Administrative Review: A process where an applicant can request a review of a visa decision they believe was made incorrectly based on factual errors in the original application.

Indefinite Leave to Remain (ILR): The immigration status granted to an individual allowing them to live in the UK indefinitely without any time restrictions. ILR holders can work, study, and access public services.

Joint Financial Documents: Documents that show joint financial responsibilities and arrangements between partners, such as joint bank accounts, joint tenancy agreements, or utility bills in both names.


Section L: Additional Resources


UK Government – Visas and Immigration
Comprehensive resource for all UK visa types and requirements.


UK Government – Apply to Extend Your Stay as a Dependent
Specific information on extending your stay in the UK as a dependent.


UK Government – Immigration Health Surcharge
Details about the Immigration Health Surcharge (IHS) and how to pay it.


UK Government – Prove Your English Language Abilities
Information on meeting the English language requirement for UK visas.


UK Government – Visa Decision Waiting Times
Check current processing times for visa applications.


NHS – Healthcare for Overseas Visitors
Information about accessing NHS services as an overseas visitor in the UK.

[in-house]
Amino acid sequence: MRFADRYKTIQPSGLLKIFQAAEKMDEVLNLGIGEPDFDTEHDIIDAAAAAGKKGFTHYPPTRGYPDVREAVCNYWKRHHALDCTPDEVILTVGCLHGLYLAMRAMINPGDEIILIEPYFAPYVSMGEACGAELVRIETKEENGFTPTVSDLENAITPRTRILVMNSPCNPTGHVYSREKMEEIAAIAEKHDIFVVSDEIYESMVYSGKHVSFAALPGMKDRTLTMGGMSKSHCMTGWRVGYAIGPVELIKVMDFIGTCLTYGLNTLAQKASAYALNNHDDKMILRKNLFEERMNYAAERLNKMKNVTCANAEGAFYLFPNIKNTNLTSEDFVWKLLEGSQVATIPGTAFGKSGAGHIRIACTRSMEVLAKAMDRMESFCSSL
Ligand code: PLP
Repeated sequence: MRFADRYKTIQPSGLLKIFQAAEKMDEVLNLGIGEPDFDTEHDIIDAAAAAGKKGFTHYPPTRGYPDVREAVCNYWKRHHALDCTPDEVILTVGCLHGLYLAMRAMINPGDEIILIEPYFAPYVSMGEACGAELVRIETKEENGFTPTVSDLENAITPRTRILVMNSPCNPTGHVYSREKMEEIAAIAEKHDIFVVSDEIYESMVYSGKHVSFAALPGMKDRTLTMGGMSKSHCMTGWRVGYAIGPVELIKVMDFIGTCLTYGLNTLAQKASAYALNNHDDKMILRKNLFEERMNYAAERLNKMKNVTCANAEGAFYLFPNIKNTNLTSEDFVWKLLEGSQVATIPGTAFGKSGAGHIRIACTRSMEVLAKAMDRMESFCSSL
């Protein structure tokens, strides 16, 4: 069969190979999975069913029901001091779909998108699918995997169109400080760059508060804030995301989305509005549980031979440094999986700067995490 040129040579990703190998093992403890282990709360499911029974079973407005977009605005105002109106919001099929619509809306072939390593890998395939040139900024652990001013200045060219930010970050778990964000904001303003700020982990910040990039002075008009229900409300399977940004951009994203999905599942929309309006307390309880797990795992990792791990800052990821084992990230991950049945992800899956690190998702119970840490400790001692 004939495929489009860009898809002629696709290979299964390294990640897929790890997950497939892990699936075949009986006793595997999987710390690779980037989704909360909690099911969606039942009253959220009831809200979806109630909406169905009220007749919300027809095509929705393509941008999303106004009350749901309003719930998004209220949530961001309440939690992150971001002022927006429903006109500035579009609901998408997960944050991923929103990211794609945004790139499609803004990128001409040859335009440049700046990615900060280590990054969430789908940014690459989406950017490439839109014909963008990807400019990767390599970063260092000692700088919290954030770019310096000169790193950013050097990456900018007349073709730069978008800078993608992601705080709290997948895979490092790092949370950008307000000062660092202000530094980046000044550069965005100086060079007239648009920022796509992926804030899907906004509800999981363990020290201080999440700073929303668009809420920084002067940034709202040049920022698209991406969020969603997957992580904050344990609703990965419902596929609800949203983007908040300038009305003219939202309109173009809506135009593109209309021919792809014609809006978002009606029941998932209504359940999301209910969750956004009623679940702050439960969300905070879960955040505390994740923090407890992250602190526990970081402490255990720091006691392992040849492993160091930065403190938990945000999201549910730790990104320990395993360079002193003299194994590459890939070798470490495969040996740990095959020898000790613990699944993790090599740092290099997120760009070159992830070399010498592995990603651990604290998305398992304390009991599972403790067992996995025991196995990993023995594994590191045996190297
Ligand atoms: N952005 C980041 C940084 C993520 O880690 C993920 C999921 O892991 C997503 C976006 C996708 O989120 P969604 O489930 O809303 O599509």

Founder and Managing Director Anne Morris is a fully qualified solicitor and trusted adviser to large corporates through to SMEs, providing strategic immigration and global mobility advice to support employers with UK operations to meet their workforce needs through corporate immigration.

She is a recognised by Legal 500and Chambers as a legal expert and delivers Board-level advice on business migration and compliance risk management as well as overseeing the firm’s development of new client propositions and delivery of cost and time efficient processing of applications.

Anne is an active public speaker, immigration commentator, and immigration policy contributor and regularly hosts training sessions for employers and HR professionals

About DavidsonMorris

As employer solutions lawyers, DavidsonMorris offers a complete and cost-effective capability to meet employers’ needs across UK immigration and employment law, HR and global mobility.

Led by Anne Morris, one of the UK’s preeminent immigration lawyers, and with rankings in The Legal 500 and Chambers & Partners, we’re a multi-disciplinary team helping organisations to meet their people objectives, while reducing legal risk and nurturing workforce relations.

Legal Disclaimer

The matters contained in this article are intended to be for general information purposes only. This article does not constitute legal advice, nor is it a complete or authoritative statement of the law, and should not be treated as such. Whilst every effort is made to ensure that the information is correct at the time of writing, no warranty, express or implied, is given as to its accuracy and no liability is accepted for any error or omission. Before acting on any of the information contained herein, expert legal advice should be sought.